Predicting the value of meme coins can be difficult. When dogecoins were trading for a small fraction of a penny, it wasn’t easy to envision a $0.73 all-time high. By the same token, many traders were calling for $1.00 DOGE as the coin reached its highs, a price level yet to be reached years later.

Market movements for meme cryptos can involve news about the token or even a DOGE-friendly tweet from Elon Musk. One main factor, though, surrounds liquidity—the ability to trade easily. Tokens that reach major exchanges are easier to buy and sell. Liquidity often helps trading values by making the coin more accessible.

Meme Coin Life Cycle

Some meme assets are going to zero. Others will see cycles in which they come into favor or fall out of favor. FLOKI’s price followed the latter pattern, rising and falling before rising again. To make money with meme coin trading, you need a bit of luck but also a keen sense of what’s hot and what’s not. As the market takes profits and moves on to the next trade, you don’t want to be the last trader to exit the swing trade.

How to Buy Meme Cryptocurrency


Getting in early is often the best way to maximize profits on meme cryptos, a strategy that often requires buying at presales. In other cases, you might need to mine your own, as many did in the early days of Dogecoin, buy on a decentralized exchange, or buy on a centralized exchange. Let’s look at how to buy meme coins and what methods you can use.

Presales

Crypto presales have become a popular way to launch meme cryptocurrencies. The recently launched Book of Meme (BOME) token launched via presale on the Solana network, rocketing the meme coin to a $1.6 billion market cap within days.

To buy via presale, you use a portal to exchange one cryptocurrency for another. For example, you might buy an ERC-20 token used on an Ethereum-compatible network; you might need to pay with ether (ETH).

Presales may offer only a limited number of tokens, making it more difficult to buy meme coins using this method.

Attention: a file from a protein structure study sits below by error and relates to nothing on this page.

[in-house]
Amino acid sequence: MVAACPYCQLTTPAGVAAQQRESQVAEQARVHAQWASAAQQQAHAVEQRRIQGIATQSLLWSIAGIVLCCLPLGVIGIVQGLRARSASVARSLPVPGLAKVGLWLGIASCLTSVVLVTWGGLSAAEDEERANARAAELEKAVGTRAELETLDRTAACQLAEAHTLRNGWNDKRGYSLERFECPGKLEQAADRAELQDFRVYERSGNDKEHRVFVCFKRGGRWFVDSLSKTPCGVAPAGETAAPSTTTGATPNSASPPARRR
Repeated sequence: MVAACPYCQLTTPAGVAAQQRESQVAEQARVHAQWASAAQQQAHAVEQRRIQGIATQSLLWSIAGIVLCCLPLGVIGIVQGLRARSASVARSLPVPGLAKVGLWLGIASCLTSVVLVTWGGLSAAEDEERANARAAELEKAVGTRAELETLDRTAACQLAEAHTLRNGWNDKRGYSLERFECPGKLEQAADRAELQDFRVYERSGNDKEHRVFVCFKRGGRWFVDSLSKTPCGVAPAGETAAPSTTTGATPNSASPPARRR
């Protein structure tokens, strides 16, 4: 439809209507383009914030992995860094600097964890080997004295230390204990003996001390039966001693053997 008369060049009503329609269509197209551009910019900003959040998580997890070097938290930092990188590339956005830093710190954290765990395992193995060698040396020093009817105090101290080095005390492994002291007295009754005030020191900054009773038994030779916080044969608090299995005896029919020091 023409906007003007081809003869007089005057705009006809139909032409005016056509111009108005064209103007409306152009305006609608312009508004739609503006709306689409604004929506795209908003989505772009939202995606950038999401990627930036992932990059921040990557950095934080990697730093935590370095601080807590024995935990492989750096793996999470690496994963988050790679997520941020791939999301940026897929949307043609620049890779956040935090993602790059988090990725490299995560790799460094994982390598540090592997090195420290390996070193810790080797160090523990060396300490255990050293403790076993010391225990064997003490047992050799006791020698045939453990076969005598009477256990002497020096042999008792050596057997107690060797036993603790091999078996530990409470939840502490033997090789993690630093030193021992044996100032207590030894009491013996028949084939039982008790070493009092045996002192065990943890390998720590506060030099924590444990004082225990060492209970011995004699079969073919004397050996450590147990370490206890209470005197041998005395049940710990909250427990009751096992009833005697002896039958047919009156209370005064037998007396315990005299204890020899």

Decentralized Exchanges

A decentralized exchange (DEX) like Uniswap provides liquidity pools that enable traders to swap Token A for Token B. For example, you can swap ETH or stablecoins like USDT, USDC, or DAI for SHIB. Larger liquidity pools typically track market prices closely, with arbitrage traders helping to keep the prices aligned with the outside world. Some DEXs are network-specific. For example, if you want to trade the Solana meme coins, you can use a DEX built on the Solana network like Raydium.

shib meme coin uniswap pairs

Centralized Exchanges and Brokers

While some exchanges offer early access to tokens through launchpad programs, meme coins are more likely to reach major exchanges after they see some trading volume success on smaller platforms or decentralized exchanges. When meme coins become available on exchanges, you can deposit traditional currencies or cryptocurrencies to make your trade. Most exchanges support USDT or USDC as the other side of the trading pair for meme coins.

Bottom Line


Meme coins can offer a fantastic profit opportunity, with some coins seeing four-, five-, and six-figure percentage gains over time. However, meme coin volatility is a two-edged sword and can slash your investment capital just as quickly. Meme coins also bring trading opportunities, where you can swing trade the daily ups and downs, timing your trades to build your capital.

Generally, meme coins aren’t buy-and-hold investments, though. Price volatility can outpace well-established cryptos like Bitcoin, making them riskier to hold for long periods of time. If you decide to trade meme coins, you can consider looking into presales, which is often the cheapest way to acquire tokens. Alternatively, you can look to decentralized exchanges or traditional crypto exchanges and brokers to buy meme coins with a more established trading history.

References

FAQs

What does a meme coin do?

Often, meme coins don’t do anything at all. Rather than offering utility, they generally focus on being a fun asset to own and trade while providing a community of traders.

Are meme coins a good investment?

Some meme coins have proven to be an excellent investment. Dogecoin rose from $0.0004 at launch to more than $0.73 at its all-time high. However, timing is critical and investors who bought at the high are facing a 76% loss based on current prices of about $0.17.

Which meme coin can reach $1?

Dogecoin may still reach $1 one day. Although the coin is inflationary, which affects its value, the community remains one of the most loyal in the crypto space and Doge is still a top-ten cryptocurrency.

What are the disadvantages of meme coins?

Many meme coins have no utility whatsoever. When or if the fad passes, there’s no use case for the coin, so the price could fall. Even while still actively traded, meme coins are also volatile, and drawdowns of 70% or more aren’t uncommon.

Which crypto exchange has the most meme coins?

With about 2,000 cryptocurrencies available for trading, the MEXC exchange offers one of the largest selections of crypto assets, including meme coins. Other options include KuCoin, OKX, and Binance.